Six times an on-set feud made a film more real

From Paul Thomas Anderson’s beef with Burt Reynolds to Peter Sellers and Orson Welles’ legendary spat.


Louisa Cavell

On-set feuds can make filming hell for all those involved, but sometimes they can add a layer of dramatic realism to a project. In light of Paul Thomas Anderson’s recent comments about clashing with Burt Reynolds during the making of Boogie Nights, here’s a quick rundown of some notorious behind-the-scenes spats which had a notable impact on the end product.

1. Paul Thomas Anderson and Burt Reynolds – Boogie Nights (1997)

Paul Thomas Anderson’s second feature was not without its ups and downs. Production was fraught with fist fights and inflated egos, not unlike the film’s plot itself. In a 2017 IndieWire interview Anderson commented, “When it’s the good times and everybody’s got their silk disco pants on and everything, we’re having a ball… but when it starts to get cocaine-glossy and hangovers… It was the middle of summer, it was really hot, and we were all stuck together in that house for a long time, and things were just  –  they were heated.”

2. Bette Davis and Joan Crawford – Whatever Happened to Baby Jane? (1962)

Bette Davis and Joan Crawford’s bitter personal rivalry is the stuff of Hollywood legend, with Davis once famously quipping, “I wouldn’t piss on her if she was on fire.” The film for which they are arguably best remembered was overshadowed by the actors’ vehement dislike of each other. Davis also later remarked, “The best time I ever had with Joan Crawford was when I pushed her down the stairs in What Ever Happened to Baby Jane!”

3. Dustin Hoffman and Meryl Streep – Kramer vs Kramer (1979)

“This was my first movie, and it was my first take in my first movie, and he just slapped me. And you see it in the movie.” This comment made by Streep to the Telegraph refers to the shocking moment Dustin Hoffman struck her as the cameras rolled on the set of Robert Benton’s Oscar-winning drama – her co-star having become too caught up in his method acting. Though it now makes for uncomfortable viewing, there’s no denying the power of this emotionally-charged scene.

4. Shirley MacLaine and Debra Winger – Terms of Endearment (1983)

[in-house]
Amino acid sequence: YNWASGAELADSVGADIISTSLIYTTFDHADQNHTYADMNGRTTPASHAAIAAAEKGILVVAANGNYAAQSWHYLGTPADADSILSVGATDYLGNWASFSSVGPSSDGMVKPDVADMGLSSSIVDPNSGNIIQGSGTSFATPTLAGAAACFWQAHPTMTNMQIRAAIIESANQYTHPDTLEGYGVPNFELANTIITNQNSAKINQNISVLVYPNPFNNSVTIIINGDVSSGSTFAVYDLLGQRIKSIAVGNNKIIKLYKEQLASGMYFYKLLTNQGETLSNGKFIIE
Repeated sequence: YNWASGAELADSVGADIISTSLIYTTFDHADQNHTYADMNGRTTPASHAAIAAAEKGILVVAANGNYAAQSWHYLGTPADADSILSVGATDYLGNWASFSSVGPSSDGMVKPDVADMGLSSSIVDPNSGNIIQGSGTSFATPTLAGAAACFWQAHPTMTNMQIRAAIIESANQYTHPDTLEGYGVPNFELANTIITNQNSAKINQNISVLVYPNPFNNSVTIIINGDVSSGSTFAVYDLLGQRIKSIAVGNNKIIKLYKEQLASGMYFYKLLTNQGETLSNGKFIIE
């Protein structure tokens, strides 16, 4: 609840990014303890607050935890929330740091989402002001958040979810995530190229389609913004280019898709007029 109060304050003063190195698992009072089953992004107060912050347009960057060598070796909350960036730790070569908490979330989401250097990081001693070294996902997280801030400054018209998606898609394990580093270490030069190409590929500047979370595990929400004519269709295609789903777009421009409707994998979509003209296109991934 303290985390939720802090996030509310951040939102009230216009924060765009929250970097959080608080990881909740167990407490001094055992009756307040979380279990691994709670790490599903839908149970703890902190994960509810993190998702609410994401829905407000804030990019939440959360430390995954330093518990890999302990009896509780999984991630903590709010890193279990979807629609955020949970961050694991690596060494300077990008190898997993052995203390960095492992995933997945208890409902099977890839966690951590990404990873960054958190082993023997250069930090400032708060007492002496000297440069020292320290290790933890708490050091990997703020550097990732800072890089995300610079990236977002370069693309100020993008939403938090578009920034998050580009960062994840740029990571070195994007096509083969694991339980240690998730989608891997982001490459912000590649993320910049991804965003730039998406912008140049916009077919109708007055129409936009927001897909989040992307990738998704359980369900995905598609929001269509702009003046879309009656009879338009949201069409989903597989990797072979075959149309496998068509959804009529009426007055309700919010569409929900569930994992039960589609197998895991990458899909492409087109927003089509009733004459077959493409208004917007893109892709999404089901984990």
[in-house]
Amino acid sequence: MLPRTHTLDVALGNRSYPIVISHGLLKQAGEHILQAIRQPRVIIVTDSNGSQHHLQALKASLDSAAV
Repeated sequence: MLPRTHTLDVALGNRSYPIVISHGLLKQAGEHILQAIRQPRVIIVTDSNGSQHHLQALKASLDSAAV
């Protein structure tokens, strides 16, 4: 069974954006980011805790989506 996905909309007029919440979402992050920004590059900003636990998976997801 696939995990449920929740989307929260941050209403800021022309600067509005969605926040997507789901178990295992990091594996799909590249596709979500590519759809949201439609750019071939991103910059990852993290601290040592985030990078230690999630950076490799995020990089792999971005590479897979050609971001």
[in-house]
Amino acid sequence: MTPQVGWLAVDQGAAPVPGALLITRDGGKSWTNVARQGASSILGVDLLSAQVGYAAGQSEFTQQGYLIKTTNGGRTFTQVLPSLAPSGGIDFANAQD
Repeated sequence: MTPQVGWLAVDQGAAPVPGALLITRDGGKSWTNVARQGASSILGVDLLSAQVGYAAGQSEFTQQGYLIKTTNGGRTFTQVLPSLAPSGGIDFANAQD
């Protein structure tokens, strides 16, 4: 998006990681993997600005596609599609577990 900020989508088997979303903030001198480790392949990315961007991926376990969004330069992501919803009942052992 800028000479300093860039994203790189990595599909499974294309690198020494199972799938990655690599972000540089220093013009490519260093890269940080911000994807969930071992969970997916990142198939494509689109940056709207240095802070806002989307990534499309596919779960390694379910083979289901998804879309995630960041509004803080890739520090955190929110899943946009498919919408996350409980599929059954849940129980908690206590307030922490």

That Debra Winger had a tumultuous time on the set of Terms of Endearment is well documented. The actor’s mood swings and cocaine-fuelled rages prompted co-star Shirley MacLaine to drive to the airport one evening to escape the shoot. Hence McLaine’s emphatic cry of “I deserve this!” when her Best Actress win was announced at the 56th Academy Awards. Apparently the feeling was mutual, as a remorseless Winger revealed on an episode of The View in 2008: “Time heals all wounds? Let’s just say that it’s not applicable in this case.”

5. Peter Sellers and Orson Welles – Casino Royale (1967)

The coming together of two larger-than-life personalities was bound to lead to fireworks. Sellers and Welles’ rivalry came to a head on the set of Casino Royale – the pair’s only collaboration – with the latter quoted as jesting: “The fact that Princess Margaret was stopping by every day at my house was unknown to Sellers. One day she came to the set to have lunch with Peter, or so he claimed. He couldn’t wait to tell the cast and crew who he was dining with. Then she walked past him and said, ‘Hello, Orson, I haven’t seen you for days!’ That was the real end. That’s when we couldn’t speak lines to each other. ‘Orson, I haven’t seen you for days!’ absolutely killed him. He went white as a sheet, because he was going to present me!”

6. Jamie Foxx and LL Cool J – Any Given Sunday (1999)

Jamie Foxx and LL Cool J may have been playing rivals in Any Given Sunday, but a little-known fact is that they didn’t get along in real life either. In his 2002 stand-up comedy special ‘I Might Need Security’, Foxx colourfully refers to the incident: “How do get into it with LL Cool J… Once he hated on me, I had to hate him back.” Everything died down until LL Cool J recounted the event in a 2017 interview with the Drink Champs podcast: “So, we did another take, and I was rough with him again. And, then, I don’t know why, but he thought it was a good idea to punch me in my face. This wasn’t scripted… He punched me in my face.”

Published 4 Apr 2018

Tags: Bette Davis Burt Reynolds Dustin Hoffman Jamie Foxx Joan Crawford LL Cool J Meryl Streep Orson Welles Paul Thomas Anderson Peter Sellers Shirley MacLaine

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